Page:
I am not finding the historical baggage useful to advance understanding. Considering that Wikipedia is by far more popular, keeping the historical baggage is making less sense to me every year. I sympathize with your position because I am old enough to have used encyclopedias then started with Wikipedia. When I talk to college students now, though, they understand that encyclopedias are like Wikipedia and not the other way around. Can you think of a standard of relevance or popularity that Wikipedia would have to attain for you to recognize it as the definitive encyclopedia, almanac, gazetteer, etc? Blue Rasberry (talk) 19:53, 28 December 2017 (UTC)
Defining Wikipedia as Wikipedia is circular reasoning, and I think that I have made my wish to keep the three words in the Five Pillars quite clear. If consensus goes against me, so be it, Bluerasberry. I will certainly refer to this essay far less often as a result, and I will be sad about that. I think that my 50,000 edits are evidence that I recognize Wikipedia as "the greatest thing since sliced bread", as I say on my user page. Cullen328Let's discuss it 20:41, 28 December 2017 (UTC)
The "almanacs and gazetteers" text expresses nicely the broad scope of Wikipedia—if you know what almanacs and gazetteers are. In my case, I had honestly never seen those words before. It's never too late to learn, but it would be distracting to have a blue link for each term. Besides, the five pillars are meant to summarize Wikipedia's policies and guidelines, but nowhere else is the "almanacs and gazetteers" reference to be found, at least not in WP:About or WP:NOT. We could express the broad scope of Wikipedia in other ways. As a compromise, would a summary of WP:NOT#Wikipedia is not a paper encyclopedia be a bad idea? Or maybe it could be used to introduce WP:N and WP:NOT: Wikipedia welcomes all topics as long as they have gained substantial coverage in multiple reliable sources and are not outside the scope of the encyclopedia (see What Wikipedia is not). Atón (talk) 20:51, 28 December 2017 (UTC)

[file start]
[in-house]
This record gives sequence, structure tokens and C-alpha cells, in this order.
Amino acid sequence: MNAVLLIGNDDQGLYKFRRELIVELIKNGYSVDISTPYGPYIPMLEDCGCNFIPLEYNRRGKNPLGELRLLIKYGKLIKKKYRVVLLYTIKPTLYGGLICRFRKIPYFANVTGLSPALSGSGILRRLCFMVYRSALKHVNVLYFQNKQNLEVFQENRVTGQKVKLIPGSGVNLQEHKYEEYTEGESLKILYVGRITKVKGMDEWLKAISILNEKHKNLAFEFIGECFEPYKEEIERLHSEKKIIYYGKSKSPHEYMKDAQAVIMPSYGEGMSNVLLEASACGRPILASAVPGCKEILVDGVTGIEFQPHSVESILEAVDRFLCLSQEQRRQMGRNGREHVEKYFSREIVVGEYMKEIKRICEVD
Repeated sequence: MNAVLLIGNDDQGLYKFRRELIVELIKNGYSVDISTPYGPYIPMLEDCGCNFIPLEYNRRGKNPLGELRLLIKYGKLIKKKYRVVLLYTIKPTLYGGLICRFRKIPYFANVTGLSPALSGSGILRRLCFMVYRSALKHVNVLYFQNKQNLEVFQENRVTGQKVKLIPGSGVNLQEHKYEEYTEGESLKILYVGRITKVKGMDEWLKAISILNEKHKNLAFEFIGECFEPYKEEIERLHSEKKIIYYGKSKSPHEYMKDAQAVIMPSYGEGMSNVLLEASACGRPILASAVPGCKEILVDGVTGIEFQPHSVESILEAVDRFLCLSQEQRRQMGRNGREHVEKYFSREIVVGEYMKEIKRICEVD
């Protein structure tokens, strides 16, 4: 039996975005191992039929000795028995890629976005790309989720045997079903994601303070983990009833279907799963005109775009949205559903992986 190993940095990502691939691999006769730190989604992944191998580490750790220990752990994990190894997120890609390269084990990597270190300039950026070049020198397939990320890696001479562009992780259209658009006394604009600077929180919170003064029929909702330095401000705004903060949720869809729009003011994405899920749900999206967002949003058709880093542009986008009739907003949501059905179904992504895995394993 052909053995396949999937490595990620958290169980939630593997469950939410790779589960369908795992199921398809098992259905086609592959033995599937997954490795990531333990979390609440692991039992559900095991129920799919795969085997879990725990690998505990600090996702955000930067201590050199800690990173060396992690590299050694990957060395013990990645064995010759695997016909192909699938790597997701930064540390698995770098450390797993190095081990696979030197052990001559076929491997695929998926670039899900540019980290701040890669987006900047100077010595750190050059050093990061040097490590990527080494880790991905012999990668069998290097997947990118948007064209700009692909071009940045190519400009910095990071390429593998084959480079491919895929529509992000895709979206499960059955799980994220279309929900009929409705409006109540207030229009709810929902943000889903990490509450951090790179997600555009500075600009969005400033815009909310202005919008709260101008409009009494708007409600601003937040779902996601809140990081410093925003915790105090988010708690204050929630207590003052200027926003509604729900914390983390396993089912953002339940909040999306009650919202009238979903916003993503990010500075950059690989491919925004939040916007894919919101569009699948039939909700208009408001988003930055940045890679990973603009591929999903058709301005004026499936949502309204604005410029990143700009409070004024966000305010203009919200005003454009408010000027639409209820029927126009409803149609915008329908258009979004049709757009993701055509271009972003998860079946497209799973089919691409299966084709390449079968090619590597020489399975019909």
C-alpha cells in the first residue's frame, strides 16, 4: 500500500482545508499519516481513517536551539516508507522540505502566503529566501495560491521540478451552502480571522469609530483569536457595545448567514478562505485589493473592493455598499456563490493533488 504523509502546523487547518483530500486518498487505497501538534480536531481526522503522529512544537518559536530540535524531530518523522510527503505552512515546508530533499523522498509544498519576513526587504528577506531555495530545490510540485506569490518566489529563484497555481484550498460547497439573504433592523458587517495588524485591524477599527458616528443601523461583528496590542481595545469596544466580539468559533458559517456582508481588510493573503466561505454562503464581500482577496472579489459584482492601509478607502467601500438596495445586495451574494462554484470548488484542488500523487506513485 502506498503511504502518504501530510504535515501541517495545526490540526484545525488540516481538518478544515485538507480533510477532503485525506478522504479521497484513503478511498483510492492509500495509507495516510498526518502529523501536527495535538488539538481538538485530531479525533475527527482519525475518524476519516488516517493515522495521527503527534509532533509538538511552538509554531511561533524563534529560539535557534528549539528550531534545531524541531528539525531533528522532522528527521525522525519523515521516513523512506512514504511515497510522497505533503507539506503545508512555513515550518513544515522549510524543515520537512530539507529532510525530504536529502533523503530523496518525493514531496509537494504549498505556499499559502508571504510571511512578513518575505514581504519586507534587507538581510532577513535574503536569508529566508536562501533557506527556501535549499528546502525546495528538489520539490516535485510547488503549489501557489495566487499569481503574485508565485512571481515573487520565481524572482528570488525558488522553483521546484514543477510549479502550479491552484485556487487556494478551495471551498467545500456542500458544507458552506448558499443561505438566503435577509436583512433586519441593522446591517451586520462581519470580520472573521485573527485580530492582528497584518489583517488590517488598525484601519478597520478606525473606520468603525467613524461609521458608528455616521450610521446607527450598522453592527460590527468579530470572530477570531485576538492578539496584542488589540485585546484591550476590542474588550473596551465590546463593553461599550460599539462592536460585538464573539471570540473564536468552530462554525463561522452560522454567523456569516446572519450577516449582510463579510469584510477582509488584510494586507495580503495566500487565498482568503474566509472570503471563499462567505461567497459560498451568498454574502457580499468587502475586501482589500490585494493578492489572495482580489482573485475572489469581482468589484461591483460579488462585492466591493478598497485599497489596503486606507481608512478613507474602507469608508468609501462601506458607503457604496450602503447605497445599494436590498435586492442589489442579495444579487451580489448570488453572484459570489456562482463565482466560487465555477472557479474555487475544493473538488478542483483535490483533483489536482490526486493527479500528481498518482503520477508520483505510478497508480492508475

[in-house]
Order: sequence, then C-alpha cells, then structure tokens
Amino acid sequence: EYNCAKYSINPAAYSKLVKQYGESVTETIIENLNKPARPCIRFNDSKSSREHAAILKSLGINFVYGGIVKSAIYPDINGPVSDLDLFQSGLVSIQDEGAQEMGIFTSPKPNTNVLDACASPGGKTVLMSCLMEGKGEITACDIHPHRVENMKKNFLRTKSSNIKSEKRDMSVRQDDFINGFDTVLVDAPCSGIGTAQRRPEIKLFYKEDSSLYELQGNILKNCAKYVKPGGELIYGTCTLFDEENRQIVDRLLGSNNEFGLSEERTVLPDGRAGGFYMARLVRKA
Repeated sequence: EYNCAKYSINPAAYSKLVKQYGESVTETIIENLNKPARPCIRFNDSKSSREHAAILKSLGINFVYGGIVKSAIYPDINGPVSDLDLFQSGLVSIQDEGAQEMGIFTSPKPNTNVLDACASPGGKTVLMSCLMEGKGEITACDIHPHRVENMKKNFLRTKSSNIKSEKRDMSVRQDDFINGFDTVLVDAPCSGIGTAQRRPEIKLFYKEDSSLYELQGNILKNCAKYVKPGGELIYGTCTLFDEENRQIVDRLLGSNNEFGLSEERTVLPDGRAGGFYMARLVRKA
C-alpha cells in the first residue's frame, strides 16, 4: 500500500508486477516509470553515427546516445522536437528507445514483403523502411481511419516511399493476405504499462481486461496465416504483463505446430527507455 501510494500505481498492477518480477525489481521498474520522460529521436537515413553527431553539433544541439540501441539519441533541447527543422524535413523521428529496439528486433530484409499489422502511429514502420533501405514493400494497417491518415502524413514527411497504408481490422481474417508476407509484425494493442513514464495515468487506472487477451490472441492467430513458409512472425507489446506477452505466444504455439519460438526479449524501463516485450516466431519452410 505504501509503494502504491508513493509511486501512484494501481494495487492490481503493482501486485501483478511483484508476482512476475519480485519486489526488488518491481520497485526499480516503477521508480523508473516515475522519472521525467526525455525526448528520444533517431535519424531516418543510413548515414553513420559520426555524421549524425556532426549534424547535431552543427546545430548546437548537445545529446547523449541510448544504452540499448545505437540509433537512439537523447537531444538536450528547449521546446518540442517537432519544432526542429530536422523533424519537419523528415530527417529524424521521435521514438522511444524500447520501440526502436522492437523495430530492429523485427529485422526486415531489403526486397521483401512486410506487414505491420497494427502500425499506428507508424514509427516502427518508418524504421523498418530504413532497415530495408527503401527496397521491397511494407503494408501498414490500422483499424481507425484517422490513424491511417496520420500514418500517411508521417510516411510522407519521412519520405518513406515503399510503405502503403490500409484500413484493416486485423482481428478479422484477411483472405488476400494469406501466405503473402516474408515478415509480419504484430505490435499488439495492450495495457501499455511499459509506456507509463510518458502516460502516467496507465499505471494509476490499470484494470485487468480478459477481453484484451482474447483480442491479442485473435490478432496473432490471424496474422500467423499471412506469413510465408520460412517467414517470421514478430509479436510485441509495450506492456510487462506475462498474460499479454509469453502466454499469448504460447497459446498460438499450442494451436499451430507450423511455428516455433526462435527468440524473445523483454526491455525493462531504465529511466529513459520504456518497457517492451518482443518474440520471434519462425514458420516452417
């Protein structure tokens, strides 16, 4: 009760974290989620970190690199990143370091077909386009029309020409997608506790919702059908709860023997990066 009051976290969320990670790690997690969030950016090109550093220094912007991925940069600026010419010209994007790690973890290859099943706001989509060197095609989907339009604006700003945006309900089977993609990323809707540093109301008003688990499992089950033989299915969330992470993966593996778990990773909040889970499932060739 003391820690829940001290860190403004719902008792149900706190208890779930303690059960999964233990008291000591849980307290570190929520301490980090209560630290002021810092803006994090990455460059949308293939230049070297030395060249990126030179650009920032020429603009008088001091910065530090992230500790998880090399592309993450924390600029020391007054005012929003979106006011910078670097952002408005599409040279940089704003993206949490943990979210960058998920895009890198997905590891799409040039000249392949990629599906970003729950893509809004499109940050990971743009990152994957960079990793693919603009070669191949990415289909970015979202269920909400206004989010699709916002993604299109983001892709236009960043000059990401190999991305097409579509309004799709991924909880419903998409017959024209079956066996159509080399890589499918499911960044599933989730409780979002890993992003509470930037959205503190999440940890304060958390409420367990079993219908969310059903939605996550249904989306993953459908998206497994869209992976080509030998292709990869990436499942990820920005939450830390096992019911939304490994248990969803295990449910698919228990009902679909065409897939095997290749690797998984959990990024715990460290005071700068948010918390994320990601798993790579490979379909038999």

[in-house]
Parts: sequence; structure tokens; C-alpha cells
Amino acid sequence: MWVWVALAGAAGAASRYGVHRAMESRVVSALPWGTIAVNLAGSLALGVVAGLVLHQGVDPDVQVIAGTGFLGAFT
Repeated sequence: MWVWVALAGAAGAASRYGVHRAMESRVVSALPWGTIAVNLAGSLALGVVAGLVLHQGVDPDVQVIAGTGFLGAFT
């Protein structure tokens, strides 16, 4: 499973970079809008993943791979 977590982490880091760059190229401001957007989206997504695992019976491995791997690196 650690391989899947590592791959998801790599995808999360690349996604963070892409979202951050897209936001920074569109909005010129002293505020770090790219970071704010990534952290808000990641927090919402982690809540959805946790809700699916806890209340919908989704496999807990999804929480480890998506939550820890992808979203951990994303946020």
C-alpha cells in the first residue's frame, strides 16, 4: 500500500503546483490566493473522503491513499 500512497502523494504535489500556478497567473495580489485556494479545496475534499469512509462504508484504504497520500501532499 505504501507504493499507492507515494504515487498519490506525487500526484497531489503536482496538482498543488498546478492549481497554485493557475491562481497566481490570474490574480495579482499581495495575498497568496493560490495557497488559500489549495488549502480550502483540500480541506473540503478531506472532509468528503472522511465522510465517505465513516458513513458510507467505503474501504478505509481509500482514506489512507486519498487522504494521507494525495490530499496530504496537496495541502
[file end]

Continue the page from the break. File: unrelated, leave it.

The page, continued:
PS: Or we could use "atlas" instead of "gazetteer". They are more or less the same thing, are they not? And atlas is a more recognizable term. Wikipedia has a broader scope than traditional paper encyclopedias, including elements of atlases and almanacs, but some content restrictions apply (see What Wikipedia is not). Something like that could be a nice compromise as well. Atón (talk) 00:11, 29 December 2017 (UTC)
@Cullen328: It is not my intent to draw you into a discussion you do not wish to have. If you have said enough then your point stands and neither would I dismiss it nor would I allow anyone else to do so. I agree with you about the circular reasoning, only I do not take for granted that people understand what an encyclopedia is, and I do not think that we establish mutual understanding by saying "Wikipedia is an encyclopedia". Even leaving aside the part where anyone can edit, the text alone of Wikipedia is so unlike any other encyclopedia that anyone expecting a traditional encyclopedia will fail to understand what is happening here. I know who you are on wiki, would never question your wiki-engagement, and hope you are enjoying this conversation. Blue Rasberry (talk) 13:42, 29 December 2017 (UTC)
Aton asked for my own suggestion. I have not thought this through but here is a first draft:
Wikipedia is an encyclopedia
An encyclopedia is a summary of the best published, reliable sources which anyone has identified and shared in Wikipedia articles and discussion forums. Wikipedia presents all the context which readers would need to begin their understanding of any topic already covered in published, reliable sources along with citations to the original sources of that information. While the focus of Wikipedia is the text of the encyclopedia, it integrates with other Wikimedia projects as a multimedia reference work incorporating non-text media from Wikimedia Commons, data statements of fact from Wikidata, source texts from Wikisource, and a range of other complementary illustrative media.